One problem that former Massachusetts Governor Mitt Romney faces as he seeks to win over the more than two-thirds of GOP voters who don’t currently make him their first choice for their party’s presidential nomination is that he is perceived by many as someone who doesn’t really speak his mind. In the latest Economist/YouGov Poll (Week of 1/14/2012), half of registered voters who expect to participate in the GOP delegate selection process this year say they think Romney mostly says what he thinks people want to hear — not what he really believes.
The contrast is especially noticeable when GOP voters are asked the same question about former Pennsylvania Senator Rick Santorum, now battling former House Speaker Newt Gingrich for second place among GOP voters. 61% of Republican voters think Santorum says what he really believes.
Many GOP voters hold other negative assessments of Romney. Nearly one third say Romney doesn’t care about people like themselves; 41% don’t think he sticks to the positions he takes. There is almost unanimous agreement that Romney cares about wealthy people: 92% of GOP voters believe that’s the case.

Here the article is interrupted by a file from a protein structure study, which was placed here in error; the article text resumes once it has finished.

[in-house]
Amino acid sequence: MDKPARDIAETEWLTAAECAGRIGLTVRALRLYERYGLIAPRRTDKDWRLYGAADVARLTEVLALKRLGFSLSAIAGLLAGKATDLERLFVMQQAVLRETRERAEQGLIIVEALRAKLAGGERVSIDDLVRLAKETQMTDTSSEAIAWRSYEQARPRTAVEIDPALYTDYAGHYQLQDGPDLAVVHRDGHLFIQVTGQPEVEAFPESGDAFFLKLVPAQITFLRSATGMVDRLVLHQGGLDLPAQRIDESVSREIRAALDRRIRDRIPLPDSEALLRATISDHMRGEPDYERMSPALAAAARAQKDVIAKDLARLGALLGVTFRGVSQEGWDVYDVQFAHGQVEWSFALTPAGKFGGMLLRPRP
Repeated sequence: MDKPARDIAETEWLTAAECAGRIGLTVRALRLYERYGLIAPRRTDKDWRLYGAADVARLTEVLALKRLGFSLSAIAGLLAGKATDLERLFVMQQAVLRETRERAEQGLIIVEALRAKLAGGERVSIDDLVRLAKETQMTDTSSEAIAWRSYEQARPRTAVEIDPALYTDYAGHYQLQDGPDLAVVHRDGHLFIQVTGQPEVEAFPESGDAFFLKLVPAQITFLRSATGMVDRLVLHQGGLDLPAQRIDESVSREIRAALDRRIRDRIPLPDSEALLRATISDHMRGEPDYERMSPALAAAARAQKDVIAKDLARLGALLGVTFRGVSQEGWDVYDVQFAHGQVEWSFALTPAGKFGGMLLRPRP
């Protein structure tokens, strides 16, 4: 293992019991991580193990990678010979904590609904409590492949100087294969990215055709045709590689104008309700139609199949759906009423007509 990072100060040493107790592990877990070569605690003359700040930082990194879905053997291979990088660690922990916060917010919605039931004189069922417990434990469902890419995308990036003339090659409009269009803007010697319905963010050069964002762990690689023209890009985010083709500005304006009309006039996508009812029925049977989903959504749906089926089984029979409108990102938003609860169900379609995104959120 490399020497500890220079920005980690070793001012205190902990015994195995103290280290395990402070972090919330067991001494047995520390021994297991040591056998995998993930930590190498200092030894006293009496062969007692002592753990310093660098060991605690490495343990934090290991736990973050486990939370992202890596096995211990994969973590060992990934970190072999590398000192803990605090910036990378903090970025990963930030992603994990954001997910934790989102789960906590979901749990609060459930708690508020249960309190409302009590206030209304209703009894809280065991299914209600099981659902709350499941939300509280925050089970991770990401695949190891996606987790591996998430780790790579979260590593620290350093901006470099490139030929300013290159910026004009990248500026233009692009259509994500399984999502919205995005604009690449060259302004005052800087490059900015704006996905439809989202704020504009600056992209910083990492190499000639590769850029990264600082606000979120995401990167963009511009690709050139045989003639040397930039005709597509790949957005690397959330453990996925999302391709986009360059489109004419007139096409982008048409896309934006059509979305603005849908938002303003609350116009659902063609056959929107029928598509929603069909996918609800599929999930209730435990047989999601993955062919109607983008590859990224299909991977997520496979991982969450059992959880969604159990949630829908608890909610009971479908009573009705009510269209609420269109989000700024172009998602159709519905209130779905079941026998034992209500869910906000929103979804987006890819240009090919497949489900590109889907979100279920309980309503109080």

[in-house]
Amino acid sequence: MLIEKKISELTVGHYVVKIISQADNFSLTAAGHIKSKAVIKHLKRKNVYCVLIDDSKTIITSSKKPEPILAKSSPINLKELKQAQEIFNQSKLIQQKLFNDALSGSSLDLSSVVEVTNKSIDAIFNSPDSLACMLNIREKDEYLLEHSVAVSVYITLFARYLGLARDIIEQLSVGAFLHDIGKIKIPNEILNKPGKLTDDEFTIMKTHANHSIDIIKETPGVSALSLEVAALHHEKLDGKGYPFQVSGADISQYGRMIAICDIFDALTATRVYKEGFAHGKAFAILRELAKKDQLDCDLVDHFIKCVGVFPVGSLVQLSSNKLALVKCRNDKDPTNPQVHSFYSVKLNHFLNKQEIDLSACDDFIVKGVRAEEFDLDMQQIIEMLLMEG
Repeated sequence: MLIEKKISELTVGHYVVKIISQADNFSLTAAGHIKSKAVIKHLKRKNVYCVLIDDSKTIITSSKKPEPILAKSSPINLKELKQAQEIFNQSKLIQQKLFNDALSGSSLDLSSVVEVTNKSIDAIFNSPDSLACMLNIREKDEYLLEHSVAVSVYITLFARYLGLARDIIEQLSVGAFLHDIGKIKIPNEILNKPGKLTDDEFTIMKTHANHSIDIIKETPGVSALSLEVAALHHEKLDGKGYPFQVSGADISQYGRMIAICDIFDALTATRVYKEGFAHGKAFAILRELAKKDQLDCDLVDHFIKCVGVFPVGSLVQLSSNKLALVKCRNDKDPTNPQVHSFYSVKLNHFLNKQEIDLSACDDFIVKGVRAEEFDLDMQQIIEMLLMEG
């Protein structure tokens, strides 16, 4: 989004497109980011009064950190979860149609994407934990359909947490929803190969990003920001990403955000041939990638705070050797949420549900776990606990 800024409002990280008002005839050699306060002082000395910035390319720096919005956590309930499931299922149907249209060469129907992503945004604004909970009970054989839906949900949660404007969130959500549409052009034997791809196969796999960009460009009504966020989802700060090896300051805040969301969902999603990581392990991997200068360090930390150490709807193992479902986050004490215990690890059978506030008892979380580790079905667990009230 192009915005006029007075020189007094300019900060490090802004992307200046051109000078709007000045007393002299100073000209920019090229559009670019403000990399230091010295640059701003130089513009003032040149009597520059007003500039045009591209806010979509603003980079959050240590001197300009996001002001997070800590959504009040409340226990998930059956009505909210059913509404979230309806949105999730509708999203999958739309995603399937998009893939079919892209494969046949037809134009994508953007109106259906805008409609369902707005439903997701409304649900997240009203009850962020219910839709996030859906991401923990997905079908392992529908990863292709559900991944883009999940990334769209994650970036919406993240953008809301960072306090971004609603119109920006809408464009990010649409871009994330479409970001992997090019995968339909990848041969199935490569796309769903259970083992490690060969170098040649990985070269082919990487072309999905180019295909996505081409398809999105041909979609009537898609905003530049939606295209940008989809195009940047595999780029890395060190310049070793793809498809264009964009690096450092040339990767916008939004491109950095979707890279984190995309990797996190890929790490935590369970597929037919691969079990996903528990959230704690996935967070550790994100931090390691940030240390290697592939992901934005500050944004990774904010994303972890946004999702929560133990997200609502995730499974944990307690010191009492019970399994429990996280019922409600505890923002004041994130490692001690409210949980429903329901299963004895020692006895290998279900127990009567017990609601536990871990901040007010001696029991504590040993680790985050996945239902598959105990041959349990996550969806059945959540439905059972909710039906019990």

He is also less likely to be viewed as a conservative than are Santorum and Romney.
But there are some positives for Romney, too. Most Republicans voters like him; more have a favorable view of him than have a favorable view of Gingrich. Santo-rum also is liked, and by a similar number as Romney.
And including those who name Romney as their second choice candidate brings Romney’s GOP voter support to more than half — far more than Gingrich and Santorum’s.
Romney continues to be the most electable Republican candidate, judging from this poll’s head to head hypothetical fall election contests. Romney trails President Barack Obama — if the November election were being held today — by just four points. Santorum is 11 points behind; Gingrich trails the President by 16 points.
Photo source: Press Association